BHAAG MILKHA BHAAG
Director: Rakeysh Omprakash Mehra
Screenwriter: Prasoon Joshi
Runtime: 186 mins.
Australian release date: 13 July 2013
Older ‘Indiaphiles’ and sports-lovers may well remember the ‘Flying Sikh’, one-time world champion in the 400m track and field event, from his visit to the Melbourne Olympics in 1956. If you don’t, don’t worry, for Rakeysh Omprakash Mehra’s Bhaag Milkha Bhaag (Run Milkha Run) will tell you all about the extraordinary tale of Milkha Singh. Farhan Akhtar (Zindagi Na Milegi Dobara) breathes life into the great athlete with the tragic past, for Singh was born a Sikh in what was to become Muslim Pakistan. As a boy he witnessed the slaughter of his parents, two sisters and a brother in the bloody mayhem that followed Partition and he was forced to flee his village in Punjab. Arriving in Delhi, a refugee, he stayed for some time with an older sister, flirting with a life of petty crime before being convinced to enlist in the army. It was there that his talent for running was recognised and nurtured. Prasoon Joshi’s script reveals all this in flashback before relating the story of Singh’s successes and failures, culminating in his historic race against the Pakistani athlete Abdul Khaliq in Lahore in 1960, where he earned the ‘Flying Sikh’ moniker.
That’s the big picture but Mehra and Joshi also provide much of the detail of Singh’s life in the film’s three hour plus running time. Of particular interest to Australian viewers will be the story of Singh’s romance with a young Australian woman (Rebecca Breeds) during the time he was in Melbourne for the Olympics. The other love in his life was Nirmal (Sonam Kapoor, daughter of famed Bollywood star Anil Kapoor), the girl who promised to wait for him while he made something of himself. This section of the film is charming in its depiction of Singh’s romancing of the young woman at the local well, looked on by the tut-tutting married ladies of the suburb.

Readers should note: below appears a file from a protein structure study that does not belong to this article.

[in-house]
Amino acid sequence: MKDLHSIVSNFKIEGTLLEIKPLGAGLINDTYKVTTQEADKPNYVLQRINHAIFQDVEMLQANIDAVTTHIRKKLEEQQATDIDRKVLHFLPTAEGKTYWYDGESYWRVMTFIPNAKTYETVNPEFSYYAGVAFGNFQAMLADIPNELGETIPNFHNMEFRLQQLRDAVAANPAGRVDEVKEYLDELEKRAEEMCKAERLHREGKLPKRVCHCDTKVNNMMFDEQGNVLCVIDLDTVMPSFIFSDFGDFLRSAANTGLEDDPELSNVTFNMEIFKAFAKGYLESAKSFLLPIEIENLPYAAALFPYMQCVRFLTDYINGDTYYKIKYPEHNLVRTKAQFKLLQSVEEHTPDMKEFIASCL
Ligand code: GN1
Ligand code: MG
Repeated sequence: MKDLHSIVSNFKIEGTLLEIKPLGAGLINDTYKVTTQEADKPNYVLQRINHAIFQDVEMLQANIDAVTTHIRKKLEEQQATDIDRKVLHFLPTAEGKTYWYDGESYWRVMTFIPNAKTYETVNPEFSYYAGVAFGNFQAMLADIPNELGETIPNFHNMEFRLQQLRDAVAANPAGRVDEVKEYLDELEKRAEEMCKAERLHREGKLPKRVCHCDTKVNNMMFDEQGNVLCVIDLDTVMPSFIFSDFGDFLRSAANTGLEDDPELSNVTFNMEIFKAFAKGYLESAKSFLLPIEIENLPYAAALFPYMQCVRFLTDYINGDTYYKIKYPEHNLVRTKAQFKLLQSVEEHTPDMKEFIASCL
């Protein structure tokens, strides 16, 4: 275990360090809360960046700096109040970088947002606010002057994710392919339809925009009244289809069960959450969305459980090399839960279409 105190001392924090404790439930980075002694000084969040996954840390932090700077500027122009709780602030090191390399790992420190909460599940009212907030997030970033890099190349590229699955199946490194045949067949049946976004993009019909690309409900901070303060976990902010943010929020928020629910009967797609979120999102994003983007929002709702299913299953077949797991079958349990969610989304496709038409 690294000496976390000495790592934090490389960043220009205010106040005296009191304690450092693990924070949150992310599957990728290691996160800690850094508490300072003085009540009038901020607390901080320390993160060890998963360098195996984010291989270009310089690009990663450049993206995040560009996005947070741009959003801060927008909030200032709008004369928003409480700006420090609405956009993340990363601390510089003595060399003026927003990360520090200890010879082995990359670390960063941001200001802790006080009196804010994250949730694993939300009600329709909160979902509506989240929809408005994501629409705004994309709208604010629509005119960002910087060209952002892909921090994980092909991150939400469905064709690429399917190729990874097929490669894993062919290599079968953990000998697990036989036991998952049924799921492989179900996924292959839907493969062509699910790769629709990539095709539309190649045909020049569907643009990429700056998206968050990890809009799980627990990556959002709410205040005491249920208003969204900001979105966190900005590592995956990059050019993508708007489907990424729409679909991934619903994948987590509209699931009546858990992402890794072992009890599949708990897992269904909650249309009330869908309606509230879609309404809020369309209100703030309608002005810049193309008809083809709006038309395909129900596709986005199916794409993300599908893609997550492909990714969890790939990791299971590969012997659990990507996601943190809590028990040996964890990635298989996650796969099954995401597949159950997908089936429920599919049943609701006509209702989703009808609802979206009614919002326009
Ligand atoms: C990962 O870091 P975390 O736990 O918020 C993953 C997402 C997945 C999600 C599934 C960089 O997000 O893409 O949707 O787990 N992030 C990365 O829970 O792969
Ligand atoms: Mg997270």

Farhan Akhtar is a true all-rounder in the Hindi film industry. Not only does he act, and he’s utterly convincing as Singh (he’s certainly got a world-class athlete’s physique!), but he also produces and writes and directs. And if that’s not enough, he’s a singer and a songwriter, too. Oh, and did I mention that he can dance? This being a Bollywood film, director Mehra has been able to work a couple of numbers into Bhaag Milkha Bhaag that showcase Akhtar’s moves in that department. Supporting roles are all consistently good but this is Akhtar’s movie and he’s in practically every scene once we leave Singh’s boyhood behind.
Tech credits are top rate. Mehra’s direction is faultless and he’s ably supported by Binod Pradhan’s excellent cinematography and P. S. Bharati’s skilful editing. As films about sporting heroes go, this is up there with the best like Chariots of Fire. It deals with some pretty big themes, such as failure, disgrace and redemption. And, in bookending the film with Singh’s tragic flight from and triumphant return to Pakistan, it also covers a large slice of India’s early history after independence and Partition. It’s a lot of ground to cover but Mehra brings it off with flying colours.